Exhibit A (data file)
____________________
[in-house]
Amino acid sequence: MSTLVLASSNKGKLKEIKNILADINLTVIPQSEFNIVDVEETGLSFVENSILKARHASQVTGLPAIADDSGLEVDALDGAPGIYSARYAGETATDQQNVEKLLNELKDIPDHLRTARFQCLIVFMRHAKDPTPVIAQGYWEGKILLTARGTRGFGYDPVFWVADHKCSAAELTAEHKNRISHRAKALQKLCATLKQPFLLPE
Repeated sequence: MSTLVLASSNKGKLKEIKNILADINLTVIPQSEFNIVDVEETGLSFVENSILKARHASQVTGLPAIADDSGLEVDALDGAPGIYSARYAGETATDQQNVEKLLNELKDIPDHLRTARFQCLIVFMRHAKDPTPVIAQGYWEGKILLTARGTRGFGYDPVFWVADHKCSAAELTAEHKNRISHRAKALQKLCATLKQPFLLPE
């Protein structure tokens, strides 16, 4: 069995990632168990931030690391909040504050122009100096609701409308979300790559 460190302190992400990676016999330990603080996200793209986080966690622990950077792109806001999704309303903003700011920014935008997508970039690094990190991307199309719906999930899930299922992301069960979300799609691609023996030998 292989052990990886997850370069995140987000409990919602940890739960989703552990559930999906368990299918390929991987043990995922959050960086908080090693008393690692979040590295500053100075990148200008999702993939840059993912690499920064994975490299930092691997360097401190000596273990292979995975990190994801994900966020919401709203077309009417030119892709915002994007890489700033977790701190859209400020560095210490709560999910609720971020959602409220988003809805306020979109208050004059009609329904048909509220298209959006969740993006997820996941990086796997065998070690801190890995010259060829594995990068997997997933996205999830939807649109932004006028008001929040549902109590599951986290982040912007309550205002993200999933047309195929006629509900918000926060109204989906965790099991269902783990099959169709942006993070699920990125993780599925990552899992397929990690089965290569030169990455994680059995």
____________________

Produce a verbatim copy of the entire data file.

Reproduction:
[in-house]
Amino acid sequence: MSTLVLASSNKGKLKEIKNILADINLTVIPQSEFNIVDVEETGLSFVENSILKARHASQVTGLPAIADDSGLEVDALDGAPGIYSARYAGETATDQQNVEKLLNELKDIPDHLRTARFQCLIVFMRHAKDPTPVIAQGYWEGKILLTARGTRGFGYDPVFWVADHKCSAAELTAEHKNRISHRAKALQKLCATLKQPFLLPE
Repeated sequence: MSTLVLASSNKGKLKEIKNILADINLTVIPQSEFNIVDVEETGLSFVENSILKARHASQVTGLPAIADDSGLEVDALDGAPGIYSARYAGETATDQQNVEKLLNELKDIPDHLRTARFQCLIVFMRHAKDPTPVIAQGYWEGKILLTARGTRGFGYDPVFWVADHKCSAAELTAEHKNRISHRAKALQKLCATLKQPFLLPE
């Protein structure tokens, strides 16, 4: 069995990632168990931030690391909040504050122009100096609701409308979300790559 460190302190992400990676016999330990603080996200793209986080966690622990950077792109806001999704309303903003700011920014935008997508970039690094990190991307199309719906999930899930299922992301069960979300799609691609023996030998 292989052990990886997850370069995140987000409990919602940890739960989703552990559930999906368990299918390929991987043990995922959050960086908080090693008393690692979040590295500053100075990148200008999702993939840059993912690499920064994975490299930092691997360097401190000596273990292979995975990190994801994900966020919401709203077309009417030119892709915002994007890489700033977790701190859209400020560095210490709560999910609720971020959602409220988003809805306020979109208050004059009609329904048909509220298209959006969740993006997820996941990086796997065998070690801190890995010259060829594995990068997997997933996205999830939807649109932004006028008001929040549902109590599951986290982040912007309550205002993200999933047309195929006629509900918000926060109204989906965790099991269902783990099959169709942006993070699920990125993780599925990552899992397929990690089965290569030169990455994680059995």